It hasn’t worked out that way. Since 1994, workers in Mexico have faced stagnant real wages and a dramatic decline in employment opportunities. For many Mexicans, holding a decent, steady job has become either a distant memory or a hopeful dream.
In this Report, Carlos Salas informs us that self-employment now accounts for nearly 25% of all the “jobs” held by members of Mexico’s non-agricultural workforce. Self-employment can mean many things, some of them quite creative and even lucrative, but in Mexico it has become a last refuge for those with nowhere else to go—except, perhaps, north.
And of the jobs that come with a regular wage, the same precariousness applies. Salas reports that of all the jobs created between mid-2000 and mid-2004, 65% came with no benefits whatsoever, and frequently without a written contract. It is in this context, as Leigh Binford documents, that the net migration flow from Mexico to the United States has nearly tripled since the Agreement went into effect.
This hasn’t come as a surprise to everyone. When the treaty was debated in the early 1990s, its critics and opponents feared that by opening up—even gradually—the three North American economies to unfettered trade, investment and a general right to do business, NAFTA would undermine many of the protections afforded labor, the environment and community well-being in all three countries. Critics feared—and continue to fear—that in an effort to enhance profit-making and create incentives for private investment, institutions and legislation that had been created through long, arduous, contentious interactions between the state and a broad variety of social, labor and political movements would be quickly wiped away.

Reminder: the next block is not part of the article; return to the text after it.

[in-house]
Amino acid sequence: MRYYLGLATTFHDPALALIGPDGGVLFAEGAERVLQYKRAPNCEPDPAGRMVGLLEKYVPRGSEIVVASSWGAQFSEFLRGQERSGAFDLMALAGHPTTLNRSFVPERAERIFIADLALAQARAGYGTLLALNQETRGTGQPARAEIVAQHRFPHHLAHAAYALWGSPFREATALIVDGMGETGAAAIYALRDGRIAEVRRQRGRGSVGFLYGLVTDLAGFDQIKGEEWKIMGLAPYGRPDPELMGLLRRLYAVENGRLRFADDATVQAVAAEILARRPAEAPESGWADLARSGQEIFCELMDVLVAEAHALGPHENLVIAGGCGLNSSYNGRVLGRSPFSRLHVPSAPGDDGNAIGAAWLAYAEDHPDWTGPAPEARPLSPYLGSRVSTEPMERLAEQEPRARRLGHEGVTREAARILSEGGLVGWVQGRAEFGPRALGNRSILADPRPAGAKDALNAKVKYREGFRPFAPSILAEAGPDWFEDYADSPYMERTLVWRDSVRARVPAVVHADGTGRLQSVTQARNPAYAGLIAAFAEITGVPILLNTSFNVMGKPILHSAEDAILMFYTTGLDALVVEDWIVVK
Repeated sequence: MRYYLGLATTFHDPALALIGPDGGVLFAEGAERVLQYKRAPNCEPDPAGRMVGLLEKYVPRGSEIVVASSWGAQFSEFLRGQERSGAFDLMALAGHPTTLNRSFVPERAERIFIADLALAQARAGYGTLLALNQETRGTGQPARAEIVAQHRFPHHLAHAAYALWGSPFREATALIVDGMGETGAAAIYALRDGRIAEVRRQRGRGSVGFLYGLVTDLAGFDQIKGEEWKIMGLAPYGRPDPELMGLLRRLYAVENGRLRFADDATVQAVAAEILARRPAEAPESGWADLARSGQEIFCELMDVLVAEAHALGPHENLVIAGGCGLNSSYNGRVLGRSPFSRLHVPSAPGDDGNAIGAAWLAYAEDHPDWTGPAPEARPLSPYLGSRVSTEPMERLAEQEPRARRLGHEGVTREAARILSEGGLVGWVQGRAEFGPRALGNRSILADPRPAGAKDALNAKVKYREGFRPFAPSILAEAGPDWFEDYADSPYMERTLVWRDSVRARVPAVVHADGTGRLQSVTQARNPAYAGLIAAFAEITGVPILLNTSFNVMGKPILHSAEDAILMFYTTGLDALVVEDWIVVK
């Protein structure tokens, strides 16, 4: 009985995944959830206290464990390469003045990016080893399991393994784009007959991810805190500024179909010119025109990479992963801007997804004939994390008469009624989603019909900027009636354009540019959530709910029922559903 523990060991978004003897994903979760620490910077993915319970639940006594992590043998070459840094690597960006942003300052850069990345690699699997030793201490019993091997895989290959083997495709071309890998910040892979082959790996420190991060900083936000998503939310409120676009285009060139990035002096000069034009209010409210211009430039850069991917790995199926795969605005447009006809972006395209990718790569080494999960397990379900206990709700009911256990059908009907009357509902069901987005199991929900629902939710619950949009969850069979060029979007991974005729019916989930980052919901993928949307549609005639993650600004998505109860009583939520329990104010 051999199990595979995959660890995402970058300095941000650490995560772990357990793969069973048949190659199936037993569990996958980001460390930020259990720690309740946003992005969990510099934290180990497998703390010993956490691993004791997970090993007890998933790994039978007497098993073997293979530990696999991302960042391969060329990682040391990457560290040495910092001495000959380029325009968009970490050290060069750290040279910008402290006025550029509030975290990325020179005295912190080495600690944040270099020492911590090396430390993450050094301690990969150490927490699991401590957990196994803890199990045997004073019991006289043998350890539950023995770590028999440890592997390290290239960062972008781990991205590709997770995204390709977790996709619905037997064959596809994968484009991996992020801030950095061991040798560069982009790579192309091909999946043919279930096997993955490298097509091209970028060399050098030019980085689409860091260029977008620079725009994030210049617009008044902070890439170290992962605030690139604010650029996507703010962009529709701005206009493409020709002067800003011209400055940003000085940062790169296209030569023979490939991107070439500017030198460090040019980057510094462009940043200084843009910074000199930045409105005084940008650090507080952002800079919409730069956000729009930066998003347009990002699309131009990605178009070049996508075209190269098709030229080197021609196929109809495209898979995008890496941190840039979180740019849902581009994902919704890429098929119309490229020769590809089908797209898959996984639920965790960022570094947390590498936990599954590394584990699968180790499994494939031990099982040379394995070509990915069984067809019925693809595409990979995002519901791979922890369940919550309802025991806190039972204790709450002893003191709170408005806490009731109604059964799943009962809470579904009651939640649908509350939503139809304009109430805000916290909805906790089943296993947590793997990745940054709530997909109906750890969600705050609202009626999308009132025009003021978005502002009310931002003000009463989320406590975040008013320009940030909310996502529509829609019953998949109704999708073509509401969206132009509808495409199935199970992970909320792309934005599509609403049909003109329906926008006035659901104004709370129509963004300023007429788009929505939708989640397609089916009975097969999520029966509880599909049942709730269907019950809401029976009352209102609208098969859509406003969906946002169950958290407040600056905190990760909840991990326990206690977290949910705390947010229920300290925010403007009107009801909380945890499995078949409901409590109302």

Now as LaBotz and Alexander report, the Mexican business community and their allies in the governing National Action Party (PAN) would like to go one better than NAFTA by enacting a labor law reform that would redefine the way workers are hired and fired, diminish their on-the-job negotiating power and heighten the ability of all investors to create a more “flexible” (i.e. unprotected) climate for investment and labor relations.
Paradoxically, this reform is not without its supporters in Mexico’s old “official” labor movement. This irony is demonstrated in David Bacon’s stories about the support given to the unfettered right to do business by the bought-out, old-ruling-party-affiliated trade-union movement. Workers, that is, face not only the voracity of global capital but also the venality of the not-yet-vestigial organs of Mexico’s still-corporate state.
NAFTA, of course, is not simply an isolated treaty, but a key—even iconic—part of a larger global offensive against all “inefficient” barriers to profit-making and private investment. That’s why investors in Mexico have not been required to channel their investments into employment-generating activities, and only minimally to consider the health, safety and environmental consequences of their investments.
This offensive against barriers to profit-making, generally called “neoliberalism,” has been strongly supported by the international financial institutions, the U.S. government and most of the global business community. That’s why for both sides, NAFTA has become a powerful touchstone in all free-trade debates and in struggles for labor rights in the Americas.